Conditions were however not ideal and pilots and crew were required to operate under critical conditions at times. Pilots were frequently sent home to the Union after gaining experience and did not return for many months, after which conditions in the desert had changed significantly and they were required to regain experience on different aircraft, different tactics and operations from different bases. There were cases where experienced fighter pilots were sent back to the Western Desert as bomber pilots for their second tour – compounding the lack of continuity and experience. The South Africans did however command the respect of their German adversaries.
The South Africans had the distinction of dropping the first and last bombs in the African conflict – the first being on 11 June 1940 on Moyale in Abyssinia and the last being on the Italian 1st Army in Tunisia. The SAAF also produced a number of SAAF WWII air aces in the process, including John Frost and Marmaduke Pattle.
In fear of Japanese occupation and subsequent operations in the Indian Ocean in close proximity to South African sea lanes, Field Marshal Smuts encouraged the preemptive Allied occupation of the island of Madagascar. After much debate and further encouragement by General de Gaulle (who was urging for a Free French operation against Madagascar), Churchill and the Chiefs of Staff agreed to an invasion by means of a strong fleet and adequate air support. In March and April 1942, the SAAF had been conducting reconnaissance flights over Diego-Suarez and 32, 36 and 37 Coastal Flights[d] were withdrawn from South African maritime patrol operations and sent to Lindi on the Indian Ocean coast of Tanzania, with an additional eleven Bristol Beauforts and six Martin Marylands to provide ongoing reconnaissance and close air support for the planned operation – to be known as Operation Ironclad.
During the amphibious / air assault carried out by the Royal Navy and Air Force on 5 May, the Vichy French Air Force consisting mainly of Morane fighters and Potez bombers had attacked the Allied fleet but had been neutralised by the Fleet Air Arm aircraft from the two aircraft carriers. Those remaining aircraft not destroyed were withdrawn by the French and flown south to other airfields on the island. Once the main airfield at Arrachart aerodrome in Diego-Suarez had been secured (13 May 1942), the SAAF Air Component flew from Lindi to Arrachart. The air component consisted of thirty-four aircraft (6 Marylands, 11 Beaufort Bombers, 12 Lockheed Lodestars and 6 Ju 52's transports). By September 1942, the South African ground forces committed to Ironclad had been party to the capturing the southern half of Madagascar as well as the small island of Nossi Be with the SAAF air component supporting these operations. During the campaign which ended with an armistice on 4 November 1942, SAAF aircraft flew a total of 401 sorties with one pilot killed in action, one killed in an accident and one succumbing to disease. Seven aircraft were lost, only one as a result of enemy action.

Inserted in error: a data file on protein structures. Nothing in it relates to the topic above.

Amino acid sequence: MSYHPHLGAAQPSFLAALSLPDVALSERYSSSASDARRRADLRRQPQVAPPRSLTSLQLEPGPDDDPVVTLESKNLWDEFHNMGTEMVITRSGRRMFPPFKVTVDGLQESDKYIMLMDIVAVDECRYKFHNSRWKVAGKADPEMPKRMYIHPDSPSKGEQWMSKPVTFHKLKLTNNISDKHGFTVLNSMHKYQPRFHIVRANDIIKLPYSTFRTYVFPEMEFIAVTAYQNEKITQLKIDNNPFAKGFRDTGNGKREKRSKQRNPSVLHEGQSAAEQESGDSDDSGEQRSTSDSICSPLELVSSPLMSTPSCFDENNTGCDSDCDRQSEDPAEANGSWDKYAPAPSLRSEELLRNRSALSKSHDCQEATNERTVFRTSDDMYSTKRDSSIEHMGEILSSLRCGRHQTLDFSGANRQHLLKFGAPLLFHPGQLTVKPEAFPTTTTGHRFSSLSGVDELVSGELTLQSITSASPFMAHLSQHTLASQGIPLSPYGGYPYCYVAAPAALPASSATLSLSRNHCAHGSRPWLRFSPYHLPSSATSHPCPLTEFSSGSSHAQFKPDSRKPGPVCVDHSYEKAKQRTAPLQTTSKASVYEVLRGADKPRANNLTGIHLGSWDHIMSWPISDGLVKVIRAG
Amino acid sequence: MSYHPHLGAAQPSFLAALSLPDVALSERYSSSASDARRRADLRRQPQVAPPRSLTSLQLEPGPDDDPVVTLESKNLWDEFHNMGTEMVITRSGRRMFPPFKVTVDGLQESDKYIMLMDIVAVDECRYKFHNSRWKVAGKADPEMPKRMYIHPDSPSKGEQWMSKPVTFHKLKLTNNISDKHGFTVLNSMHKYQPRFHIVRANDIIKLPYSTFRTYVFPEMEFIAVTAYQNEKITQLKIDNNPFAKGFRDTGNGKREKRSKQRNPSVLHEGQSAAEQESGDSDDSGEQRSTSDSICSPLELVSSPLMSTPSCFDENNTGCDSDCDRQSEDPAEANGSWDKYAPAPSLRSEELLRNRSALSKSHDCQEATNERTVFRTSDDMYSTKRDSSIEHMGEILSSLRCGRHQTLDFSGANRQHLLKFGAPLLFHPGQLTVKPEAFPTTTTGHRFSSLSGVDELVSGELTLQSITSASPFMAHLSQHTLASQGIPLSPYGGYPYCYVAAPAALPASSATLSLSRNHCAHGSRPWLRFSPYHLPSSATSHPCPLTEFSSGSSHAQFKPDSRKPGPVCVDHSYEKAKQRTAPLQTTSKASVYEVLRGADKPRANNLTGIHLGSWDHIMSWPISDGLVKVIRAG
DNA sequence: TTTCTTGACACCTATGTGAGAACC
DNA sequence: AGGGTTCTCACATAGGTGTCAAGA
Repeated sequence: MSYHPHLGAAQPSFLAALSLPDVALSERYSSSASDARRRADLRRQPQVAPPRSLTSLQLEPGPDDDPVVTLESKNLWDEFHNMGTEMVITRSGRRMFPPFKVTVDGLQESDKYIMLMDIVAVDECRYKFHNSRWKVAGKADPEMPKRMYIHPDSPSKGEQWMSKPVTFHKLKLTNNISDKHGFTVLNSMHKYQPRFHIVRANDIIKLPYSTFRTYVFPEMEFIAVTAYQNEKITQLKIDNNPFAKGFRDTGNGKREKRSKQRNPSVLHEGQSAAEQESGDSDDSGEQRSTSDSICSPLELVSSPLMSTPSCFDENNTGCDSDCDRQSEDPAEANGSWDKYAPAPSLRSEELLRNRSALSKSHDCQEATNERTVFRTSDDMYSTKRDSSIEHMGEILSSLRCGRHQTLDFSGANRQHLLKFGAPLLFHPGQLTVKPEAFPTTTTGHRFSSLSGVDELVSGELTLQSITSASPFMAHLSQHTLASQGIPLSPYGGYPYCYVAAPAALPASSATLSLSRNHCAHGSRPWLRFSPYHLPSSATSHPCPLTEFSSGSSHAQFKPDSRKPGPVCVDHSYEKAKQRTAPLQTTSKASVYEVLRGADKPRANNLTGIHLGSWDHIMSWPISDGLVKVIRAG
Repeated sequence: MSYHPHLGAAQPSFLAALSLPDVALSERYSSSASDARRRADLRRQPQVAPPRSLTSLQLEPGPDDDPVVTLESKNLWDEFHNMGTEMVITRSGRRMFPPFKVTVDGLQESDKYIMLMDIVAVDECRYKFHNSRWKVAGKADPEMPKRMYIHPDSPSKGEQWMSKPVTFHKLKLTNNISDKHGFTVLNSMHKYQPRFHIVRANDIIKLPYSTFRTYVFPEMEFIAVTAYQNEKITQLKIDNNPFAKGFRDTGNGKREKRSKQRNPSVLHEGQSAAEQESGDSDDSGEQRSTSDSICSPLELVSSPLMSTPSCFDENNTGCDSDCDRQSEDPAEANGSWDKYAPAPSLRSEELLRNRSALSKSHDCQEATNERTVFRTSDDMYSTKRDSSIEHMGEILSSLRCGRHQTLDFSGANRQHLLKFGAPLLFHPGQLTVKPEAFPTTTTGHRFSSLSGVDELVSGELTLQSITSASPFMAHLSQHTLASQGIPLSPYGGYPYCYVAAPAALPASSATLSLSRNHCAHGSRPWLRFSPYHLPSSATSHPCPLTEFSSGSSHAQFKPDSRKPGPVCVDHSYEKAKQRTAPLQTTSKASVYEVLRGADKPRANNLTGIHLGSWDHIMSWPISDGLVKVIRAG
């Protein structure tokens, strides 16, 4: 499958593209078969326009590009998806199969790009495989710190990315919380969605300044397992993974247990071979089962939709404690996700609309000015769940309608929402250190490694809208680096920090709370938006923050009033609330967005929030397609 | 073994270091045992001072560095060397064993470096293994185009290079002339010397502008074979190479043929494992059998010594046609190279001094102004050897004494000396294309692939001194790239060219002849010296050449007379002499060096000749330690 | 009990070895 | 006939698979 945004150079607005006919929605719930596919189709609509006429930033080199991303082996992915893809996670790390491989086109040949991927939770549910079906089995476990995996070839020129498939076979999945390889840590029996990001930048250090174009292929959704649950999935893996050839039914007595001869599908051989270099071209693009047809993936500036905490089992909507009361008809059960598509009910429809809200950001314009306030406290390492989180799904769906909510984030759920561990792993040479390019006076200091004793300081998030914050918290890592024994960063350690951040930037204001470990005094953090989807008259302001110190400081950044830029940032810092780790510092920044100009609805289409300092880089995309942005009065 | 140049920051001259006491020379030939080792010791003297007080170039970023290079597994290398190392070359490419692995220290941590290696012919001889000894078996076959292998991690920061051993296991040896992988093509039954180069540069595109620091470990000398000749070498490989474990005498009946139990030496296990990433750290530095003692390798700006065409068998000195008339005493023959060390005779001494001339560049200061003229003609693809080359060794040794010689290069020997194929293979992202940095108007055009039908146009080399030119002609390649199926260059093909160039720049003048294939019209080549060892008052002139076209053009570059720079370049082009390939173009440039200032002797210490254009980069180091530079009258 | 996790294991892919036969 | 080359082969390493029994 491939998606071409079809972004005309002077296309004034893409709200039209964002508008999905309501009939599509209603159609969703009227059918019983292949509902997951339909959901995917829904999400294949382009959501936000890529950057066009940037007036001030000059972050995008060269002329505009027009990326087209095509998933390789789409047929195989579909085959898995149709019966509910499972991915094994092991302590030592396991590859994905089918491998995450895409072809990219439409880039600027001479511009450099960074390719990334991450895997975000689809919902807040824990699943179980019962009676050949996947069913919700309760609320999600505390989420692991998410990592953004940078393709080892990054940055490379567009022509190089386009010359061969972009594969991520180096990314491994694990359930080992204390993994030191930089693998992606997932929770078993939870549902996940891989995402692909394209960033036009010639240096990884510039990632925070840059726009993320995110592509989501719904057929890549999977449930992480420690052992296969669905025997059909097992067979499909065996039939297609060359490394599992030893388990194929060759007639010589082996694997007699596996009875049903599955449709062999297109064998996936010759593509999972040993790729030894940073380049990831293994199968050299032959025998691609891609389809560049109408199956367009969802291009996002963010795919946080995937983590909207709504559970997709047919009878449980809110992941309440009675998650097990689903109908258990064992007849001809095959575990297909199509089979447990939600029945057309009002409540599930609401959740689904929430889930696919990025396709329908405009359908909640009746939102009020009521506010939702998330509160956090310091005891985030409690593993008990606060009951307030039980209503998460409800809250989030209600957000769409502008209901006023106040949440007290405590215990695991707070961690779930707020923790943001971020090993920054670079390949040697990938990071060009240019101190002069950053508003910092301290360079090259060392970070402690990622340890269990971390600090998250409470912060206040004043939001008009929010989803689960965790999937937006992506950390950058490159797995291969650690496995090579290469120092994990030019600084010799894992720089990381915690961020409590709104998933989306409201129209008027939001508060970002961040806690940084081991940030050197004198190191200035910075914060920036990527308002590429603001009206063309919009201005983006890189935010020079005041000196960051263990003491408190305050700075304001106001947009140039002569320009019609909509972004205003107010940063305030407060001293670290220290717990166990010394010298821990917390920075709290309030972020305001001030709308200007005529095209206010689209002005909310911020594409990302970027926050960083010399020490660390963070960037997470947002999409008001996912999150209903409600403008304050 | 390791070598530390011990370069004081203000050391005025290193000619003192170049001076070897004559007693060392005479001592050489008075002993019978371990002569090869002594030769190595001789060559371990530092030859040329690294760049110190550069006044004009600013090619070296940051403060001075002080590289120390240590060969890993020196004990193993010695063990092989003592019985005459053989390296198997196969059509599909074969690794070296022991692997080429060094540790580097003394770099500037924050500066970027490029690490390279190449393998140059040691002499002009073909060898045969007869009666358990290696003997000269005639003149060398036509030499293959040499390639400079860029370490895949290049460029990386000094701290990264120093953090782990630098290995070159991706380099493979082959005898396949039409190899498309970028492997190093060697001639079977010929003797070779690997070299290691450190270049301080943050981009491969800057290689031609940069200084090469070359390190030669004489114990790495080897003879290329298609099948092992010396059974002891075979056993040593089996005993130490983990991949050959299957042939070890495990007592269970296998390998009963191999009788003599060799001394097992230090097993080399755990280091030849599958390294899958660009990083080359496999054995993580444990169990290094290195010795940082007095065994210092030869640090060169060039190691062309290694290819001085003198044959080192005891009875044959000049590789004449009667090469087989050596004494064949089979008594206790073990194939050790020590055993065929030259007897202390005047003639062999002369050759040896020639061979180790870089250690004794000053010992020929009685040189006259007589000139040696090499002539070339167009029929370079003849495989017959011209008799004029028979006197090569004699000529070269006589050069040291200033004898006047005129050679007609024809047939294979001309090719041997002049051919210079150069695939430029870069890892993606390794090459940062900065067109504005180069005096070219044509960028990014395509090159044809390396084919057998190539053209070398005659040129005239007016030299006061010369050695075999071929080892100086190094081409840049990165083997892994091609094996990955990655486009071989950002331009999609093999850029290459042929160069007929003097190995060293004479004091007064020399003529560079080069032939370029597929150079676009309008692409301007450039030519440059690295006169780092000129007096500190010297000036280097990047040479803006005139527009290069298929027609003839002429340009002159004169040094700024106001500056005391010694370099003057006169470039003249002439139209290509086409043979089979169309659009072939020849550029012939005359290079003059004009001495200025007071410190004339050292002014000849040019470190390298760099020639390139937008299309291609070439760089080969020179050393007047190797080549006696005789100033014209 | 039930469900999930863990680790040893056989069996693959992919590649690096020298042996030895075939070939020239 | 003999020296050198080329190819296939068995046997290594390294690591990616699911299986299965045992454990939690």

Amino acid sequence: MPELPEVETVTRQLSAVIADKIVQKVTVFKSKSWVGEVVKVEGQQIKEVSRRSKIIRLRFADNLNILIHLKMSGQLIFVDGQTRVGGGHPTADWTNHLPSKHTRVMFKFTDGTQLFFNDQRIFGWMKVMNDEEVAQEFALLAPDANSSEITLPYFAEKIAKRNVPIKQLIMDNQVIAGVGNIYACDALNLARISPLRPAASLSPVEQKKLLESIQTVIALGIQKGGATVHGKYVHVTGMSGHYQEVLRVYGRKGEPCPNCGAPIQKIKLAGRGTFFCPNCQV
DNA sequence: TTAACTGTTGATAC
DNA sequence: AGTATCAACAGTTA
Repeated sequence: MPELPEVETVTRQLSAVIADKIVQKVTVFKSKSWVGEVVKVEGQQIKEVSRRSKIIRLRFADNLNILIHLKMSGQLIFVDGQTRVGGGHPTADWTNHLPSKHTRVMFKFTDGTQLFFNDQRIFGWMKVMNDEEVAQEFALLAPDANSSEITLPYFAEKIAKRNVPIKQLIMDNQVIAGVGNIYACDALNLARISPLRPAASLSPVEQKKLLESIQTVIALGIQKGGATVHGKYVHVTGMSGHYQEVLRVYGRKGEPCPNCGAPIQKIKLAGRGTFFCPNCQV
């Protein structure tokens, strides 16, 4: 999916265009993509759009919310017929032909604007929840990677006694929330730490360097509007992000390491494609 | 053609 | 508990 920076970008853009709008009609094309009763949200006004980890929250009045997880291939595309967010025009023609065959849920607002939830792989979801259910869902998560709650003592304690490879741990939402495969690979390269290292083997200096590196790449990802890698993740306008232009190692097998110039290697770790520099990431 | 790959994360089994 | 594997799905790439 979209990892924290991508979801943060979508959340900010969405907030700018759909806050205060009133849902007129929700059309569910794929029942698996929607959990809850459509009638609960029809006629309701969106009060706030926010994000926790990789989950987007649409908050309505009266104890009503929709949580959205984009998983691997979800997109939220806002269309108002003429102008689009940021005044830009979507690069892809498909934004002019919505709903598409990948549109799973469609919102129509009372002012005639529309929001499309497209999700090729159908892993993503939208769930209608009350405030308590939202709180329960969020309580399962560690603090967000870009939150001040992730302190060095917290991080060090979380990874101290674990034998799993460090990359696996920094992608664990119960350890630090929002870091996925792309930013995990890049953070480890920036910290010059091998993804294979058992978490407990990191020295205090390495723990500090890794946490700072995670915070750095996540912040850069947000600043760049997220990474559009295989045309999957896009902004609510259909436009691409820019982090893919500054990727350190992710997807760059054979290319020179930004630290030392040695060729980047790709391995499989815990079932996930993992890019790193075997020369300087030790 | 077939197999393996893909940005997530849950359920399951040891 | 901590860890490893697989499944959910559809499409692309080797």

Sicilian and Italian campaignsEdit
By the end of May 1943, the SAAF had two Wings and sixteen squadrons in the Middle East and North Africa with 8,000 men. With the end of the North African campaign, the SAAF role underwent change – becoming more active in fighter bomber, bomber and PR operations as opposed to the fighter role performed in the desert.
Five SAAF squadrons were designated to support the July 1943 invasion of Sicily – 1 Squadron operated combat air patrols over the beaches for the Operation Husky landings while 2, 4 and 5 Squadrons provided fighter bomber support during the Sicilian campaign. 30 Squadron (flying as No. 223 Squadron RAF during the campaign) provided light bomber support from Malta and 60 Squadron was responsible for photo reconnaissance flights in support of all Allied forces on the island. After successfully invading the island, a further three squadrons were moved to Sicily and the eight squadrons on the island were tasked with supporting the invasion of Italy: 12 and 24 Squadrons were responsible for medium bomber missions to "soften up" the enemy prior to the invasion while 40 Sqn was responsible for tactical photo-reconnaissance. 1 Squadron provided fighter cover for the 3 September 1943 landings while 2 and 4 Squadrons were responsible for bomber escort.
The South African Air Force participated in the Allied campaigns in the following theaters:
- Italy (1943–45): 2, 3 7 and 8 Wings fought in operations to liberate Italy from German occupation.
- Yugoslavia (1943–44): 7 Wing and 8 Wing supported partisan operations against German occupation forces.
- Balkans (1944–45): Some squadrons served with the Balkan Air Force in operations over Hungary, Romania and Albania.
- Warsaw (1944): 2 Wing air-supplied Warsaw during Warsaw Uprising.